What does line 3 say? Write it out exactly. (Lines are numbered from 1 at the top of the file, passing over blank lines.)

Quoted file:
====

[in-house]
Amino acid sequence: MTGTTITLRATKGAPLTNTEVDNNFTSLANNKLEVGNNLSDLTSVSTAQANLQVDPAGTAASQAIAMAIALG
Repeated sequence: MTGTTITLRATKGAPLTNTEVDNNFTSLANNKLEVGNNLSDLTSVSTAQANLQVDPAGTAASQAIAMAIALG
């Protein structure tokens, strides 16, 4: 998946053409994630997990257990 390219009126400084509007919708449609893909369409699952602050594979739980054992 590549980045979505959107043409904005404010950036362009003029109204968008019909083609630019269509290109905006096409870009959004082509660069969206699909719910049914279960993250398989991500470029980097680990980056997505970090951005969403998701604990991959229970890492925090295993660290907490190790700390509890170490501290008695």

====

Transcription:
Repeated sequence: MTGTTITLRATKGAPLTNTEVDNNFTSLANNKLEVGNNLSDLTSVSTAQANLQVDPAGTAASQAIAMAIALG